4c chopped Rhubarb
5 c sliced strawberries
2 c sugar
3 T cornstarch
t nutmeg
¾ t cinnamon
(2/3 c chopped pecans)
1 T tapioca

Topping: Mix together and crumble evenly on top
1 c flour
1 c rolled oats
2/3 c brown sugar
½ t nutmeg
½ t cinnamon
2/3 c butter
(1 c sliced almonds)

Bake at 350 for 35-40 minutes, till bubbly.
Serve warm with vanilla ice cream.

    Bookmark   April 27, 2005 at 10:20AM
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Hi im a VERY new gardner never could keep even a spider plant alive :( but... i inherited a Rhubabrd plant from the previouse owners when we bought our house so id LOVE to keep it going - thank you for that Rhubarb crumble sounds WONDERFUL!!! I am however a GREAT baker! :)xx cant wait to taste the pies im going to make -- but wondered what does *going to seed* mean? what does it look like and how am i to stop it? :( lol
AND does moving it kill it? :(
Also we have new neighbors moving in and id like to *share the wealth* how do I pick some or cut some safely to give them to plant as well??

Thank you
Any and all help would be greatley appreciated :) xx

    Bookmark   May 8, 2007 at 7:45PM
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we pull and use our rhubarb all season, never noted any taste difference. some say that it becomes poisonous after seeds but as far as I understand that is an old folk lore. We dig into the roots to divide the plants. New plantings will take a couple of years to take off and become productive.

    Bookmark   May 14, 2007 at 12:23AM
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In regards to rhubarb going to seed, just cut off the seed shoot as soon as you see it.It is a shoot with many small white balls instead of a leaf. You can then continue pulling rhubarb most of the summer. Don't pull all at once.About a third at a time is good. New shoots will continue to come.

    Bookmark   July 3, 2007 at 4:59PM
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Hi, I'm new here and I know that when you pick rhubarb you should only pick one fourth to one third of the stalks each time but my question is how long should you wait between pickings?



    Bookmark   July 16, 2007 at 9:33AM
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Do Rhubarb stalks need to be pinky red to pick them? I have one plant that has thin pink stalks and they pull out easily the other two plants are green and don't. What is the secret of ripe rhubarb...thanks. If you are looking for a delish recipe for cake...I haven't found a person who doesn't really like this one....give it a try.

Rhubarb Cake

1 ½ cup light brown sugar
½ cup butter
1 egg
1 tsp vanilla
1 cup buttermilk
3 cups rhubarb, cut into ½" chunks
2 cups flour
1 tsp baking soda
¼ tsp salt

Cream Sugar and butter. Add egg, Vanilla and buttermilk. Blend together, then add dry ingredients and beat til smooth. Fold in rhubarb. Pour into greased and floured * 9x13 baking pan.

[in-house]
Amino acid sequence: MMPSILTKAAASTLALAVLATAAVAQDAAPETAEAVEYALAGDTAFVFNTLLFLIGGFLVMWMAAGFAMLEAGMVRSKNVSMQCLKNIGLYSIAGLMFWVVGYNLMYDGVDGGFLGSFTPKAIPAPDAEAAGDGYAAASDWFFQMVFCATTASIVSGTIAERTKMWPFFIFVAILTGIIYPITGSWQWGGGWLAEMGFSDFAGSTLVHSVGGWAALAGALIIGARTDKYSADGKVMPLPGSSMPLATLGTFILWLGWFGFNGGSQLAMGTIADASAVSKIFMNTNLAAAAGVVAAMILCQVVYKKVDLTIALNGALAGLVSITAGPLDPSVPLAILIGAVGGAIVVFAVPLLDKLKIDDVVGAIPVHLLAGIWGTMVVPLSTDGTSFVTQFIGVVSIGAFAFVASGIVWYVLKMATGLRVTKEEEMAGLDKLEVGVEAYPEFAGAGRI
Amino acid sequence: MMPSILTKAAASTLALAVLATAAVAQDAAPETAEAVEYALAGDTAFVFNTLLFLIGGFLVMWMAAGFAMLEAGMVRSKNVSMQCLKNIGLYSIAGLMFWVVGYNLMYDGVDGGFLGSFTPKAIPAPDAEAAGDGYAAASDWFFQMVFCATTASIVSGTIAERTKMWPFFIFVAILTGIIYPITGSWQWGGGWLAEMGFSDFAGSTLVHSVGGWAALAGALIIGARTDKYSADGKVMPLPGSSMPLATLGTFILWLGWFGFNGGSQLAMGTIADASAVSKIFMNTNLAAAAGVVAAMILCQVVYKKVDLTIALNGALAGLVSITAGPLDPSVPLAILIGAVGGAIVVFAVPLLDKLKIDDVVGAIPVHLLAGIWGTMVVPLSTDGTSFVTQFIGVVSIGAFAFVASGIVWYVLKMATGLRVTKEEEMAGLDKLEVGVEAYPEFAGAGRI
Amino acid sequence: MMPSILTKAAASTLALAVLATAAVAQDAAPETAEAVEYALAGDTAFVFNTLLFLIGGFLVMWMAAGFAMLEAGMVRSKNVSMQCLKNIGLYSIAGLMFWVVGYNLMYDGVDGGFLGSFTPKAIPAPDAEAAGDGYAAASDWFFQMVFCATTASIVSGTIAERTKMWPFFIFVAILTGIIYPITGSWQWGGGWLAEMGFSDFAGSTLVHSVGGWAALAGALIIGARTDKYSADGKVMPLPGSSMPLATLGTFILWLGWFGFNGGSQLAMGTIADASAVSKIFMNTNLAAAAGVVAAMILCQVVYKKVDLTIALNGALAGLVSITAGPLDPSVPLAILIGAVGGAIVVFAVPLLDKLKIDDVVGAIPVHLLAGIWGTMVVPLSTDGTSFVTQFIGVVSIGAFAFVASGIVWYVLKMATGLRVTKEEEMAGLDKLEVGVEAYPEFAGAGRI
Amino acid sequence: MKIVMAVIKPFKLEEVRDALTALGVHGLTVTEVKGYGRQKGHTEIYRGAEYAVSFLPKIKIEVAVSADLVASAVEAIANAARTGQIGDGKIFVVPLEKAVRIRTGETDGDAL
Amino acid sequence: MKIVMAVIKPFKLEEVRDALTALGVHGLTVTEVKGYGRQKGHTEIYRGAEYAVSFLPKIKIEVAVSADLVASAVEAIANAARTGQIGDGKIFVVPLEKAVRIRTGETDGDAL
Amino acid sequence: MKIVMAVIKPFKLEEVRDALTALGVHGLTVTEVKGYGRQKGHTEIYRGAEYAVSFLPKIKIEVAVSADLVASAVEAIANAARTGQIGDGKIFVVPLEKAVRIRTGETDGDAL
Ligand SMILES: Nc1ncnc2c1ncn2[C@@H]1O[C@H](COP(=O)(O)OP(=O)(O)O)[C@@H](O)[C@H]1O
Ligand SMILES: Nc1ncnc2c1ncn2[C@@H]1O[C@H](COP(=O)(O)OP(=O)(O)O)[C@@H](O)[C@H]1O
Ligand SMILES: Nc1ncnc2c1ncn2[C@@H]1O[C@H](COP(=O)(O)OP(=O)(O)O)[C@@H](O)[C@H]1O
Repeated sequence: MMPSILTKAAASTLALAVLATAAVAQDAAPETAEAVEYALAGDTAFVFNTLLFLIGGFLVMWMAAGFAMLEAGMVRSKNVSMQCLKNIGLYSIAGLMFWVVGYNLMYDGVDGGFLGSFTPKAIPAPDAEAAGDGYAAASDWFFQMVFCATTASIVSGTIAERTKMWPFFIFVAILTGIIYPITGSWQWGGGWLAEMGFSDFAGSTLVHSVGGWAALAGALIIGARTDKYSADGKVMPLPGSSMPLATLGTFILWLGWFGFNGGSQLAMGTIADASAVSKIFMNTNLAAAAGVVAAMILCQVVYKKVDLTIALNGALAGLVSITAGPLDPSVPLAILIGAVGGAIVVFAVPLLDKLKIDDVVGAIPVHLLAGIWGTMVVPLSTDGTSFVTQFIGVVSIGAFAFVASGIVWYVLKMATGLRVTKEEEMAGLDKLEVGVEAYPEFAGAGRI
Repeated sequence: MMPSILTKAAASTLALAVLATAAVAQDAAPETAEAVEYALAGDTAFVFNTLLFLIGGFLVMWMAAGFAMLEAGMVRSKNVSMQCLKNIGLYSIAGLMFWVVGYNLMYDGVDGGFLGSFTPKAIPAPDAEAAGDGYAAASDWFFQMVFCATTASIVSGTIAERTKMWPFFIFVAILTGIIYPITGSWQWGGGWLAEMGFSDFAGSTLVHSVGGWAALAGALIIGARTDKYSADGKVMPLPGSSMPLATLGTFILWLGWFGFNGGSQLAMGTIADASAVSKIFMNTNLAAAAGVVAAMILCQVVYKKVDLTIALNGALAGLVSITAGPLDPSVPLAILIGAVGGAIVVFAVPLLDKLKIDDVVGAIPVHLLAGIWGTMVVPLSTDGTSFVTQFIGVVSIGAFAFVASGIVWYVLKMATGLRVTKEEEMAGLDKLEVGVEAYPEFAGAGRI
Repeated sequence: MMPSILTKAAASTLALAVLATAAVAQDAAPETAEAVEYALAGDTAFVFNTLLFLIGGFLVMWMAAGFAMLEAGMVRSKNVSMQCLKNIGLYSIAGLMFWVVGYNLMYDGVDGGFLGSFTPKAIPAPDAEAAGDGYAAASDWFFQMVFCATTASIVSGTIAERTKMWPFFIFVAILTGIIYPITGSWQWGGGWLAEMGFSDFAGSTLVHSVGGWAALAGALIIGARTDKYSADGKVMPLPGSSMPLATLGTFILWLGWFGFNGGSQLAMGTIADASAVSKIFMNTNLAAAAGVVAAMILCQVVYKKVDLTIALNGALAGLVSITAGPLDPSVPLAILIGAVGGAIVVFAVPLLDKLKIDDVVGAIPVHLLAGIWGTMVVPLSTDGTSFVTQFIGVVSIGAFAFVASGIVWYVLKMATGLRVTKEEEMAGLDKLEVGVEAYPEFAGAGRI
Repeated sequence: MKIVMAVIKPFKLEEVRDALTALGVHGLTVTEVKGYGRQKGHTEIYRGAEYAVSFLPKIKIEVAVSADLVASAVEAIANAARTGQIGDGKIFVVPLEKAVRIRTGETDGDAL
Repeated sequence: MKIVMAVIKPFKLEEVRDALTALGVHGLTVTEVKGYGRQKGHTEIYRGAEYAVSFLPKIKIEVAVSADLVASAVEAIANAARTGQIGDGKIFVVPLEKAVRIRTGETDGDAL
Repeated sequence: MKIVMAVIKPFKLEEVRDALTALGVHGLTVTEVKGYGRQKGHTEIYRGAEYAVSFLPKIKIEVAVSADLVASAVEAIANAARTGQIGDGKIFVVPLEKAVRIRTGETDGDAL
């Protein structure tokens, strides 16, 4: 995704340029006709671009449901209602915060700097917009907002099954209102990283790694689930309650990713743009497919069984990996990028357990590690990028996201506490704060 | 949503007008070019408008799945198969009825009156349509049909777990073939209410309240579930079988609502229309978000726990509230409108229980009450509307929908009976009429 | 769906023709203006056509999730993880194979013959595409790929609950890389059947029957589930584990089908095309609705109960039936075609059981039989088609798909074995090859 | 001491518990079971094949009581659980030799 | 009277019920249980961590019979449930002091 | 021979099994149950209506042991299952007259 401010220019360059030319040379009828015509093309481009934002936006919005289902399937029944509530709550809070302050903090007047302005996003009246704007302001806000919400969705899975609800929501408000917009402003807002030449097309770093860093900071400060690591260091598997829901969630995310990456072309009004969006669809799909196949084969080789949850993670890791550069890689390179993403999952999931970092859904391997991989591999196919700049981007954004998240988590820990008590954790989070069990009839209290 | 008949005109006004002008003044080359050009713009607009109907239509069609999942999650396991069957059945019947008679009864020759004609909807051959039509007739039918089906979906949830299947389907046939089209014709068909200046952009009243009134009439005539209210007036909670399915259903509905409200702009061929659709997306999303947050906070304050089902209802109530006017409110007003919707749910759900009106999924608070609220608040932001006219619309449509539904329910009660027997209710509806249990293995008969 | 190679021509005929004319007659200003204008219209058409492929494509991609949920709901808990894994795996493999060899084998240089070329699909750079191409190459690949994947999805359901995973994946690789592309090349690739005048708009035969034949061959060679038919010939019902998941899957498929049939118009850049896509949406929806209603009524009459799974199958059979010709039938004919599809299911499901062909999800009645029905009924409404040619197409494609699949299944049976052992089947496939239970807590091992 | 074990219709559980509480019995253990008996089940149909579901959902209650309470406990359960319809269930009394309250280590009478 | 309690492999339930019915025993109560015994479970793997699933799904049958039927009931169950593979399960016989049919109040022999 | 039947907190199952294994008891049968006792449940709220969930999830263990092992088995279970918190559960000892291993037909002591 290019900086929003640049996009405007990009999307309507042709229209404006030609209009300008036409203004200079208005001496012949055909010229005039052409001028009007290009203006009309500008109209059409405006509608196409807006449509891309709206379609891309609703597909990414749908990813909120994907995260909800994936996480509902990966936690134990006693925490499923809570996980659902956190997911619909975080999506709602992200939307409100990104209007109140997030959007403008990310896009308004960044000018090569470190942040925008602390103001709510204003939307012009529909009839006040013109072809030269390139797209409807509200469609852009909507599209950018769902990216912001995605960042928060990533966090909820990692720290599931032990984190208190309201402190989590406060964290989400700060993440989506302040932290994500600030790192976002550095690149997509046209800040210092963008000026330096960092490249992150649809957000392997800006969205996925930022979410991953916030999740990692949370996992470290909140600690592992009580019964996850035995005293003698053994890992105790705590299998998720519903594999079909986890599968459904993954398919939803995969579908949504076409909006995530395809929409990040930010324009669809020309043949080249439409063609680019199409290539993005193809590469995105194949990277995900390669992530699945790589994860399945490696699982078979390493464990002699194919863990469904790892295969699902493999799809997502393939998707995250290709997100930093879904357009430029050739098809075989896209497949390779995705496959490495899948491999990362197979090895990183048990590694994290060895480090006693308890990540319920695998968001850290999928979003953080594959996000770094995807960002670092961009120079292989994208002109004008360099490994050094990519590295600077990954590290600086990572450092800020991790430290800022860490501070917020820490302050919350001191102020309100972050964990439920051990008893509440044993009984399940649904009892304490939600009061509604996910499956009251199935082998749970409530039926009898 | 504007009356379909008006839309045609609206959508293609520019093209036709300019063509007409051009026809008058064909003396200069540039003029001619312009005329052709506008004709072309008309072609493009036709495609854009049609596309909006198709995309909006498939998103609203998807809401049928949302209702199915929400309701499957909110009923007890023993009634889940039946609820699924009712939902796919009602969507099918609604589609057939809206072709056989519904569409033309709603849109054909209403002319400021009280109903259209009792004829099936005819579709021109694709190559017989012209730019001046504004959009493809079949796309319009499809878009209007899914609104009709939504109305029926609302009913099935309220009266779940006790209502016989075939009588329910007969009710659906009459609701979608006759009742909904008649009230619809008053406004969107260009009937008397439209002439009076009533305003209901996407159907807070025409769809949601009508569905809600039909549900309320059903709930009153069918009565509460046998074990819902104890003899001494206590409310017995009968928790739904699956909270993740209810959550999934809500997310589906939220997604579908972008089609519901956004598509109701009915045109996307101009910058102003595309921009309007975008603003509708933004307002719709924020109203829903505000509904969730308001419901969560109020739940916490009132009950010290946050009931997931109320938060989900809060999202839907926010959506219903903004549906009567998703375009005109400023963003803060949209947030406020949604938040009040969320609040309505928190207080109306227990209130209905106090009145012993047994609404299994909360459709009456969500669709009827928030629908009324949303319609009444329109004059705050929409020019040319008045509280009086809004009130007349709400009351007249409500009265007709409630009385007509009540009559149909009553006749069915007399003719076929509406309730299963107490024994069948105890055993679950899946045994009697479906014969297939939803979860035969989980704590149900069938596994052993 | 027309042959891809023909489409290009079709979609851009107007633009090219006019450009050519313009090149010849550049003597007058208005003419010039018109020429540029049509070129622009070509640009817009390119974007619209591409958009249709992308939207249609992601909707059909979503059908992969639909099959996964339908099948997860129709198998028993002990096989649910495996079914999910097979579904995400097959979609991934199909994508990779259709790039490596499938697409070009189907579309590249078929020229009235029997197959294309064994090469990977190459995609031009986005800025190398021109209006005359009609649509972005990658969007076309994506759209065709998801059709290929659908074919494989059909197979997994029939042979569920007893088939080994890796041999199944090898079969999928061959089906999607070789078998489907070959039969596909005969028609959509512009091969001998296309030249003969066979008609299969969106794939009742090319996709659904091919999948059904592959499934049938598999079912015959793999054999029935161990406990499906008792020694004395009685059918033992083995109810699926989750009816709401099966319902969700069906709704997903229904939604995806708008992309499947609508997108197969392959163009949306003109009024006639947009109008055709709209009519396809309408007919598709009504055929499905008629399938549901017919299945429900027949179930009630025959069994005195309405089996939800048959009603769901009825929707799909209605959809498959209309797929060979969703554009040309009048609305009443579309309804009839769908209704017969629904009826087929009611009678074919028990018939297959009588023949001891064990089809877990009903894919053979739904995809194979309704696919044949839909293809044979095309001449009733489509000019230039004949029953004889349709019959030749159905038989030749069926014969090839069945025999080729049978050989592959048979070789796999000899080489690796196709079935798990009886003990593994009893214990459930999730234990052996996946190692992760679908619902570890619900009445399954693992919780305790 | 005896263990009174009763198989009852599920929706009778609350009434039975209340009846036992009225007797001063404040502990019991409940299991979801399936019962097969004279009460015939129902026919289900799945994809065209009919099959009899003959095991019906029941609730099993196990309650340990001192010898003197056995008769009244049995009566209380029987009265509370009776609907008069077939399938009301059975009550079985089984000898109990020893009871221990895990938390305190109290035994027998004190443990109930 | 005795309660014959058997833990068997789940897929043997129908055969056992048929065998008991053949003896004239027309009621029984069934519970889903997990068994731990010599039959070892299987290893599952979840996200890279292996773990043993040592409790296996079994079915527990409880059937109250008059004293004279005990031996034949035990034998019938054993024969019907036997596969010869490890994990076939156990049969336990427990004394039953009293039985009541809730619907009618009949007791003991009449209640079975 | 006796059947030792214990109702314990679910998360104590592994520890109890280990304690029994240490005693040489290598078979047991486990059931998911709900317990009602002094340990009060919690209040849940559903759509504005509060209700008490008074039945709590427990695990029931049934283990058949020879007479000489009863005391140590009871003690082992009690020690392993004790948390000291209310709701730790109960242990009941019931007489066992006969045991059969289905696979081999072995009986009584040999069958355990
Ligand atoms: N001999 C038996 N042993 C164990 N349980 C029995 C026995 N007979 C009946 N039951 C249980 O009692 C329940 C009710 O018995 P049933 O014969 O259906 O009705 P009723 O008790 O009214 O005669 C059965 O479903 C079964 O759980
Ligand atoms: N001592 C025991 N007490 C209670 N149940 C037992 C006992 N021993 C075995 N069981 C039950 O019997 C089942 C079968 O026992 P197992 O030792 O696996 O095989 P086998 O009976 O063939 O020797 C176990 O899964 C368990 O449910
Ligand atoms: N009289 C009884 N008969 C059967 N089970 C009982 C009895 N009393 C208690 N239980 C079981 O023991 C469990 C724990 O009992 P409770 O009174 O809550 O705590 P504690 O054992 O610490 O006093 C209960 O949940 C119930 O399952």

*I use Wilton Cake Release. This is great stuff....comes out perfectly every time. If allergic to soy..do not use.

Top with
2 tsp cinnamon
¼ cup sugar
½ cup chopped walnuts (OPT)

mixed together.

Bake 350 degrees for 35 to 40 minutes. While still warm, I like to drizzlw with a little podered sugar icing.

2 T butter
1 ½-2 cups powedered sugar
a few tablespoons milk
Mix till smooth.

    Bookmark   June 3, 2008 at 7:58AM
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lindac(Iowa Z 5/4)

Rhubarb doesn't get "ripe" when the stalks are big enough they're ready.
Linda C

    Bookmark   June 3, 2008 at 4:46PM
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qcmike30(z5 Iowa)

Wow, this was a blast from the past... :)

    Bookmark   June 10, 2008 at 7:34PM
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I'm excited to try these recipes. My rhubarb was guaranteed two years old when I planted it here in Georgia and it has produced large, tender stalks. Some are pinkish and some are green, but they all look good. Have discarded the leaves in a safe place as I'm told they are poisonous. Thanks everyone for your great advice and recipes!

    Bookmark   June 8, 2010 at 4:06PM
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Growing up in Iowa & now living in Arizona...I couldn't believe my eyes in seeing rhubarb plants at my local Lowe's. Figured I'd give it a try in the garden...nothing ventured, nothing gained. Surprisingly, since I planted it in March, it is growing like crazy! Here's where I need your help/advice...
The plant I bought was only about 5" tall with about 3 MINI stems--hardly an established rhubarb plant. I now have about a dozen stalks 12-18" long with some red near the base; would have about 2 dozen if the rabbits hadn't eaten it before I put chix wire up; and there are new leaves surfacing every week. I keep reading that you can't pick until the 2nd year. I can't pick these stalks this summer at all???? If so, what is the reason for this?? Will it kill the plant, the rhubarb won't be any good...??
My next question is: any tips on how to grow longer/bigger stalks? Like I said mine are about 12-18" long...but I recall stalks in Iowa as a kid being much bigger than that. Anything to worry about or should I just chalk it up to the fact it's growing in the desert of AZ and not in the rich soil of Iowa?
Thanks in advance for your advice!

    Bookmark   June 12, 2010 at 8:36PM